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Quantum Optics with Spins in Solid State: The Power of Ensembles

Final Report Summary - SOLIDSPINQOPT (Quantum Optics with Spins in Solid State: The Power of Ensembles)

Quantum optics with spin ensembles in solid state

For the field of quantum information science one of the key challenges is to transfer the quantum state of an electronic spin onto the quantum state of an optical pulse, and vice versa. The field of atomic physics showed that a spin-ensemble approach has very strong advantages for making this functionality robust against various technical imperfections that one has to deal with in practice. A central theme in the research group of Prof. van der Wal is to implement this spin-ensemble approach with semiconductor materials, where it can be implemented in micron-scale optical waveguides with the optically-active spin ensemble embedded in the waveguide material. This project is for the largest part based on an ERC Starting Grant, which was running from Feb. 2012 till Feb. 2017.

One key effect that was demonstrated with localized donor electrons in GaAs is the effect known as Electromagnetically Induced Transparency (EIT), which is fundamental to all further quantum information applications. Here, two lasers each address an optical transition from one of the electron spin states to a common optically excited state (a bound-exciton state). However, via electron spin coherence and quantum interference in the system’s dynamics, the lasers provide control on the spin while there is (in the ideal case) no optical excitation at all.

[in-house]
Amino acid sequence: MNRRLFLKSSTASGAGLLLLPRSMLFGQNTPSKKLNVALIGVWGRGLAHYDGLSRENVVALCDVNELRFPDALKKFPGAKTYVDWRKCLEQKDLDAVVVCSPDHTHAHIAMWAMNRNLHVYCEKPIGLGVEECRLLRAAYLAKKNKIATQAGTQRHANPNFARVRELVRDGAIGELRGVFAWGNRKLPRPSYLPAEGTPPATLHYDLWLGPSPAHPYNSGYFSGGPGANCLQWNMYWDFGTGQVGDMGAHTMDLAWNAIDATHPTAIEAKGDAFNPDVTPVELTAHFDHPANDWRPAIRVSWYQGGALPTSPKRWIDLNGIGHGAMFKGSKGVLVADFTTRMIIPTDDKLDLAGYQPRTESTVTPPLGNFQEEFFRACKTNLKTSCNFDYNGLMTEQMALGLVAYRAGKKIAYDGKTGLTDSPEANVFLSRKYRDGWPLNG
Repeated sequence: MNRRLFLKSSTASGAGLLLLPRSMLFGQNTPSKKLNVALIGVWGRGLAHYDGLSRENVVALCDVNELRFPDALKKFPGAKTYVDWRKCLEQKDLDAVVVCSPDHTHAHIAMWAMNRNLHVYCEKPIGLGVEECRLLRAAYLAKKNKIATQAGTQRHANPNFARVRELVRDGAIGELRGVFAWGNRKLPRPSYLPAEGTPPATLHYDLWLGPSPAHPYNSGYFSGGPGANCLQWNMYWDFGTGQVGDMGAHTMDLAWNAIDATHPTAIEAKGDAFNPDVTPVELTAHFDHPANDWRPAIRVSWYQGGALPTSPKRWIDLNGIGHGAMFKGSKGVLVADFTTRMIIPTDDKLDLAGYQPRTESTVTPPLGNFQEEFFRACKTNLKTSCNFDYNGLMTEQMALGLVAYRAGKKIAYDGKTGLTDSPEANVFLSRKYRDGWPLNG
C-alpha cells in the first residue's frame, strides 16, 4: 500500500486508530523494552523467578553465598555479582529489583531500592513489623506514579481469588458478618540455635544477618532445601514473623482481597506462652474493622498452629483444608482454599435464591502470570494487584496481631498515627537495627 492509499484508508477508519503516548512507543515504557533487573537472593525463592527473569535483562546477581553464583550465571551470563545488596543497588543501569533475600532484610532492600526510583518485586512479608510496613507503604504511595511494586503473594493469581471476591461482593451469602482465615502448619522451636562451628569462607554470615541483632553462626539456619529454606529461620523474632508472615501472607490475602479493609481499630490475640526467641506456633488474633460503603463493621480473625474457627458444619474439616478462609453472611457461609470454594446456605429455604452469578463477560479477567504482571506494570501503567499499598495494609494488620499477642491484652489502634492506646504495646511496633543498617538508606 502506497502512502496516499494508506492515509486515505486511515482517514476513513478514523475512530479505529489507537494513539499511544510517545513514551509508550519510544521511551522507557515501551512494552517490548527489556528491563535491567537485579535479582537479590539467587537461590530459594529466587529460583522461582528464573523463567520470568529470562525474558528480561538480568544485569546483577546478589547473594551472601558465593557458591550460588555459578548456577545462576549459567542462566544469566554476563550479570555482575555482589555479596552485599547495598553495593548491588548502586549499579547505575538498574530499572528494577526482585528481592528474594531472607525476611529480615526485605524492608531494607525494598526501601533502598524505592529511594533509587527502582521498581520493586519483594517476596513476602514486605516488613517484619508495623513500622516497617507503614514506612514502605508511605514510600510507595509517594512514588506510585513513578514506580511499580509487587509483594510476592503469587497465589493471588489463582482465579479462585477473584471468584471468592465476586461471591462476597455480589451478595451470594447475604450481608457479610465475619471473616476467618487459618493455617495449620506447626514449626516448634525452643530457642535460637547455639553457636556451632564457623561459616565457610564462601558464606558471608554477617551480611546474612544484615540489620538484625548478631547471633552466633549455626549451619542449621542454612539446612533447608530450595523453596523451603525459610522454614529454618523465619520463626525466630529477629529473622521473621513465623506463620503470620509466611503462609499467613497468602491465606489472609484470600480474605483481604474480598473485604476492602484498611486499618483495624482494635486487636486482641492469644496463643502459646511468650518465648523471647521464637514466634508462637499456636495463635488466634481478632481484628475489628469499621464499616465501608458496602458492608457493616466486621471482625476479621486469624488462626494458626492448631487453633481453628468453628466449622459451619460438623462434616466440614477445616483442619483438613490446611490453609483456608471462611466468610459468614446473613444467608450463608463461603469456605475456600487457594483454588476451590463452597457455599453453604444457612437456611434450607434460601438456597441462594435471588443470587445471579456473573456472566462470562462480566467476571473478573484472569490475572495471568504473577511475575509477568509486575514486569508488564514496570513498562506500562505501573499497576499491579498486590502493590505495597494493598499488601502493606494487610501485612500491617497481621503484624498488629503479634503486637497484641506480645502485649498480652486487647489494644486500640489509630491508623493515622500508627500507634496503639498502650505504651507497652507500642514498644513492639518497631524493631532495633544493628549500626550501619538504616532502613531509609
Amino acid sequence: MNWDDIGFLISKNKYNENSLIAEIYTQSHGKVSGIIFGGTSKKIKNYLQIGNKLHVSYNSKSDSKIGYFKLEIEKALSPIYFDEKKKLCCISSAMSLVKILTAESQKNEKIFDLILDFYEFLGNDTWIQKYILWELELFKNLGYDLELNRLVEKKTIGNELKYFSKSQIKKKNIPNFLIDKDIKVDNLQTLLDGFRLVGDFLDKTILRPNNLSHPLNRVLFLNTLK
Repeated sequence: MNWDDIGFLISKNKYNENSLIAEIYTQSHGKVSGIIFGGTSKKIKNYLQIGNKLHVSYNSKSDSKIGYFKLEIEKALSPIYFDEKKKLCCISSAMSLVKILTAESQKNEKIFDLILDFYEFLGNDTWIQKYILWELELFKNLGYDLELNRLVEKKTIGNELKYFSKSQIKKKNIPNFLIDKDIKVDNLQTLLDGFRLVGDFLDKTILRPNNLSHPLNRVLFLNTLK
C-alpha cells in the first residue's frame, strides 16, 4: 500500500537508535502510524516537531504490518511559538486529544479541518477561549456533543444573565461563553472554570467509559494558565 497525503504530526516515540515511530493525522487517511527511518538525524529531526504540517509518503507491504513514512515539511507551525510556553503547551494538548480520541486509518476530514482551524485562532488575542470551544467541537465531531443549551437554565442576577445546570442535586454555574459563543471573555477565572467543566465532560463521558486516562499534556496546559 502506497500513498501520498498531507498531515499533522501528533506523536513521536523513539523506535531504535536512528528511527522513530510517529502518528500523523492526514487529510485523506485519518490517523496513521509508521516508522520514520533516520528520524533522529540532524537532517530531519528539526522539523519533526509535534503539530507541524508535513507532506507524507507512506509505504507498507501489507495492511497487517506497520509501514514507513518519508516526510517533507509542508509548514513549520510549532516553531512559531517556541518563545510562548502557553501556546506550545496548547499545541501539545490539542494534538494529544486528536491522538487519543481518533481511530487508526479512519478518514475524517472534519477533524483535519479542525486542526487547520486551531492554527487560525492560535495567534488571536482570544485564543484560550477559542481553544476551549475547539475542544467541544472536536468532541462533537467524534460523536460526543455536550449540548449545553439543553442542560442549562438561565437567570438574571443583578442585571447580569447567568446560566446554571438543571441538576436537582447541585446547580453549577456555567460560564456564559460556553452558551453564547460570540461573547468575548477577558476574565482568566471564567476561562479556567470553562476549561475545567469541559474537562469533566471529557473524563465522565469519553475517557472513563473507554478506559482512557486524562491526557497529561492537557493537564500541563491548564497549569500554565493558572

The team used this EIT effect for making quantum optical control of donor-spins in GaAs a self-improving effect. In relation to the important topic of a central spin controlling a nuclear spin bath, the team showed a two-laser control scheme that pumps away nuclear spin fluctuations. Suppressing these nuclear spin fluctuations is important since these limit the electron spin coherence time.

The team also got results from a research line aimed at exploring quantum optics with spin with new material systems. Here the focus was on silicon carbide (SiC). The approach used the electronic spin of Si-C divacancy defects (a system very similar to the famous NV-center in diamond, but potentially better for quantum applications). For this field, the team demonstrated the first all-optical control of these spin states, preparation of coherent spin superpositions, a pathway for removing ensemble inhomogeneity for the optical transitions, and (also for this material) the EIT effect.